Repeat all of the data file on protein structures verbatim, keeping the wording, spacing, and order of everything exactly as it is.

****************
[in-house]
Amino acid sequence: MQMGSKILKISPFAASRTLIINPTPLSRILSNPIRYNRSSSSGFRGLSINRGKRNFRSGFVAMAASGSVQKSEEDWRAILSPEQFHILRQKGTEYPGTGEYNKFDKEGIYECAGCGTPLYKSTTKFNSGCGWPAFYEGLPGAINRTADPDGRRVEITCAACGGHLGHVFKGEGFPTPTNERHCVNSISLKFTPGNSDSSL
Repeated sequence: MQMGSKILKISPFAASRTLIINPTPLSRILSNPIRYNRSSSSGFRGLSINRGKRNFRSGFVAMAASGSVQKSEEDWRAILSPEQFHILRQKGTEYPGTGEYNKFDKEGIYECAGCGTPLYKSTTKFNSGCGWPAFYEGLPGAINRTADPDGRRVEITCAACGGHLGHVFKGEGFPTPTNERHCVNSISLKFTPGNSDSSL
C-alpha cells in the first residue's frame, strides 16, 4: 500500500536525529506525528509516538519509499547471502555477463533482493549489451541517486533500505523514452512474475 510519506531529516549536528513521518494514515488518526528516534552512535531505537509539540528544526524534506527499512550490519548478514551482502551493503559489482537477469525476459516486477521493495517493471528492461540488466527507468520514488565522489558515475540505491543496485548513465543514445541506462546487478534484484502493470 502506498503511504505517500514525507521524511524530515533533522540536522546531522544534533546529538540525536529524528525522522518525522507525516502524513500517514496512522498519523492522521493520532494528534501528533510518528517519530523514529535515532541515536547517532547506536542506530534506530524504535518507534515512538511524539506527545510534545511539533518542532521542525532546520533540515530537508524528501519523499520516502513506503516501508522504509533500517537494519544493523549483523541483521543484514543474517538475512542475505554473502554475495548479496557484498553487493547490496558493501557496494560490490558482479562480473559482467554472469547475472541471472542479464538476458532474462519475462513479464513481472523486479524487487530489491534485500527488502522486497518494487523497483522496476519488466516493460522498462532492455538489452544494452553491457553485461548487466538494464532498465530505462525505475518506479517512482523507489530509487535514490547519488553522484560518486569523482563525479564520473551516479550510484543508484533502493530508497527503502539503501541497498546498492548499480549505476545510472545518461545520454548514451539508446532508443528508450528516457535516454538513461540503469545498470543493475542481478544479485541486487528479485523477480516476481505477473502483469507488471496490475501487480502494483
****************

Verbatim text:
[in-house]
Amino acid sequence: MQMGSKILKISPFAASRTLIINPTPLSRILSNPIRYNRSSSSGFRGLSINRGKRNFRSGFVAMAASGSVQKSEEDWRAILSPEQFHILRQKGTEYPGTGEYNKFDKEGIYECAGCGTPLYKSTTKFNSGCGWPAFYEGLPGAINRTADPDGRRVEITCAACGGHLGHVFKGEGFPTPTNERHCVNSISLKFTPGNSDSSL
Repeated sequence: MQMGSKILKISPFAASRTLIINPTPLSRILSNPIRYNRSSSSGFRGLSINRGKRNFRSGFVAMAASGSVQKSEEDWRAILSPEQFHILRQKGTEYPGTGEYNKFDKEGIYECAGCGTPLYKSTTKFNSGCGWPAFYEGLPGAINRTADPDGRRVEITCAACGGHLGHVFKGEGFPTPTNERHCVNSISLKFTPGNSDSSL
C-alpha cells in the first residue's frame, strides 16, 4: 500500500536525529506525528509516538519509499547471502555477463533482493549489451541517486533500505523514452512474475 510519506531529516549536528513521518494514515488518526528516534552512535531505537509539540528544526524534506527499512550490519548478514551482502551493503559489482537477469525476459516486477521493495517493471528492461540488466527507468520514488565522489558515475540505491543496485548513465543514445541506462546487478534484484502493470 502506498503511504505517500514525507521524511524530515533533522540536522546531522544534533546529538540525536529524528525522522518525522507525516502524513500517514496512522498519523492522521493520532494528534501528533510518528517519530523514529535515532541515536547517532547506536542506530534506530524504535518507534515512538511524539506527545510534545511539533518542532521542525532546520533540515530537508524528501519523499520516502513506503516501508522504509533500517537494519544493523549483523541483521543484514543474517538475512542475505554473502554475495548479496557484498553487493547490496558493501557496494560490490558482479562480473559482467554472469547475472541471472542479464538476458532474462519475462513479464513481472523486479524487487530489491534485500527488502522486497518494487523497483522496476519488466516493460522498462532492455538489452544494452553491457553485461548487466538494464532498465530505462525505475518506479517512482523507489530509487535514490547519488553522484560518486569523482563525479564520473551516479550510484543508484533502493530508497527503502539503501541497498546498492548499480549505476545510472545518461545520454548514451539508446532508443528508450528516457535516454538513461540503469545498470543493475542481478544479485541486487528479485523477480516476481505477473502483469507488471496490475501487480502494483